We need security and liberty, and then encouragement of creativity [Russell]
     Full Idea: Security and liberty are only the negative conditions for good political institutions. When they have been won, we need also the positive condition: encouragement of creative energy.
     From: Bertrand Russell (Political Ideals [1917], 1)
     A reaction: This sounds like some sort of liberal socialism. The nearest connection I can see is to the 'capabilities approach' of Martha Nussbaum. How do you intervene to encourage creativity?
25. Society / C. Social Justice / 4. Legal Rights / c. Property rights
The right to own land gives a legal right to a permanent income [Russell]
     Full Idea: There are many ways of becoming rich without contributing anything to the wealth of the community. Ownership of land or capital, whether acquired or inherited, gives a legal right to a permanent income.
     From: Bertrand Russell (Political Ideals [1917], 2)
     A reaction: I suspect that in the past land was the main source of this right, but now it is more likely to be capital. Land carries obligations of some sort, so income from capital is more fun.
25. Society / D. Political Doctrines / 3. Anarchism
Anarchy does not maximise liberty [Russell]
     Full Idea: The greatest degree of liberty is not secured by anarchy. ...[22] The results of anarchy between states should suffice to persuade us that anarchism has no solution to offer for the evils of the world.
     From: Bertrand Russell (Political Ideals [1917], 1)
     A reaction: I've heard Russell described as an anarchist, but this clearly wasn't true in 1917. Presumably liberty has to be protected. That we were watching anarchy between states in 1917 is a vivid observation.
25. Society / D. Political Doctrines / 5. Democracy / a. Nature of democracy
On every new question the majority is always wrong at first [Russell]
     Full Idea: It is a mistake to suppose that the majority is necessarily right. On every new question the majority is always wrong at first.
     From: Bertrand Russell (Political Ideals [1917], 3)
     A reaction: Sounds like bitter experience. This is a good argument for taking time over decisions, and (topical) for a second referendum some time after the first one (if you must have a referendum).
Unfortunately ordinary voters can't detect insincerity [Russell]
     Full Idea: It is a painful fact that the ordinary voter, at any rate in England, is quite blind to insincerity.
     From: Bertrand Russell (Political Ideals [1917], 3)
     A reaction: Gor blimey yes! Well said, Bertie. Even in the age of television, when you can examine them in closeup, people seem to confuse superficial charm with genuine positive convictions. Why are people better at detecting it in private life?
25. Society / D. Political Doctrines / 5. Democracy / c. Direct democracy
Groups should be autonomous, with a neutral authority as arbitrator [Russell]
     Full Idea: For maximum freedom with minimum force: Autonomy within each politically important group, and a neutral authority for deciding questions involving relations between groups.
     From: Bertrand Russell (Political Ideals [1917], 3)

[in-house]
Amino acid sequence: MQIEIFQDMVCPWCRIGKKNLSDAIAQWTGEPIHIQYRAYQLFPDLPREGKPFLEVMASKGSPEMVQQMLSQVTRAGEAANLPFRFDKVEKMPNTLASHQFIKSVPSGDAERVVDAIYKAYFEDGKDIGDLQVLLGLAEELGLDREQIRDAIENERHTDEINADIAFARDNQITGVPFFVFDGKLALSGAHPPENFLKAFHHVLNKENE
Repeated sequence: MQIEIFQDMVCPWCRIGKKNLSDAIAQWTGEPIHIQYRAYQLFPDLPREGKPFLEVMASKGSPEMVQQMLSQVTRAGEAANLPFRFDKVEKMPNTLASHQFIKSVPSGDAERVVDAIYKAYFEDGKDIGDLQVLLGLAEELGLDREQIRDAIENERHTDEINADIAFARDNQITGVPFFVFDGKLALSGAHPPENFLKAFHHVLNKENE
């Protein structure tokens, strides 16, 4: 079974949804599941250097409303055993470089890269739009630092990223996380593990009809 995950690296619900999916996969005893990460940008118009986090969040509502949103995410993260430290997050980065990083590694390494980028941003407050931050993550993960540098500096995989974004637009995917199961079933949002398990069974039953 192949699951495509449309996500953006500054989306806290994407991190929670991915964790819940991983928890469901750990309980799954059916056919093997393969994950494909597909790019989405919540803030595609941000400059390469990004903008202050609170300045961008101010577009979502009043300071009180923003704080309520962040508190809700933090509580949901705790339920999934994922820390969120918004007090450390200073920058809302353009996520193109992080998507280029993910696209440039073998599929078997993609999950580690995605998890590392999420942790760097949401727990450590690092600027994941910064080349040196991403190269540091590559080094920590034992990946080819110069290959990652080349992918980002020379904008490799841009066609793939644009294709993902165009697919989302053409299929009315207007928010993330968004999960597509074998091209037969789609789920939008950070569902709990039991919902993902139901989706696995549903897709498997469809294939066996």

A reaction: This is workplace democracy, and also considerable self-rule amongst minority groups such as religions.
25. Society / D. Political Doctrines / 6. Liberalism
Theoretical and practical politics are both concerned with the best lives for individuals [Russell]
     Full Idea: Political ideals must be based upon ideals for the individual life. The aim of politics should be to make the lives of individuals as good as possible.
     From: Bertrand Russell (Political Ideals [1917], 1)
     A reaction: Russell floats between socialism and anarchism, but this foundational remark is classic liberalism.
25. Society / D. Political Doctrines / 8. Socialism
When the state is the only employer, there is no refuge from the prejudices of other people [Russell]
     Full Idea: Under state socialism ...where the State is the only employer, there is no refuge from its prejudices such as may now accidentally arise through the differing opinions of men.
     From: Bertrand Russell (Political Ideals [1917], 2)
     A reaction: There is also a strong likelihood in full state socialism that the state will control housing as well as employment. This hadn't come to pass in 1917.
25. Society / D. Political Doctrines / 11. Capitalism
Men unite in pursuit of material things, and idealise greed as part of group loyalty [Russell]
     Full Idea: Men combine in groups to attain more strength in the scramble for material goods, and loyalty to the group spreads a halo of quasi-idealism round the central impulse of greed.
     From: Bertrand Russell (Political Ideals [1917], 1)
     A reaction: See the 'greed is good' speech in the film 'Wall Street'. This sounds like a description of the USA, but Russell was very much in England at this stage.
27. Natural Reality / C. Space-Time / 2. Time / a. Time
We never experience times, but only succession of events [Russell]
     Full Idea: There is no reason in experience to suppose that there are times as opposed to events: the events, ordered by the relations of simultaneity and succession, are all that experience provides.
     From: Bertrand Russell (Our Knowledge of the External World [1914], 4)
     A reaction: We experience events, but also have quite an accurate sense of how much time has passed during the occurrence of events. If asked how much time has lapsed, why don't we say '32 events'? How do we distinguish long events from short ones?
29. Religion / D. Religious Issues / 2. Immortality / d. Heaven
That our heaven is a dull place reflects the misery of excessive work in life [Russell]
     Full Idea: It is a sad evidence of the weariness mankind has suffered from excessive toil that his heavens have usually been places where nothing ever happened or changed.
     From: Bertrand Russell (Political Ideals [1917], 1)
     A reaction: Has any religion got an idea of heaven as a place full of lively activity and creative problem-solving? That is what suits us best.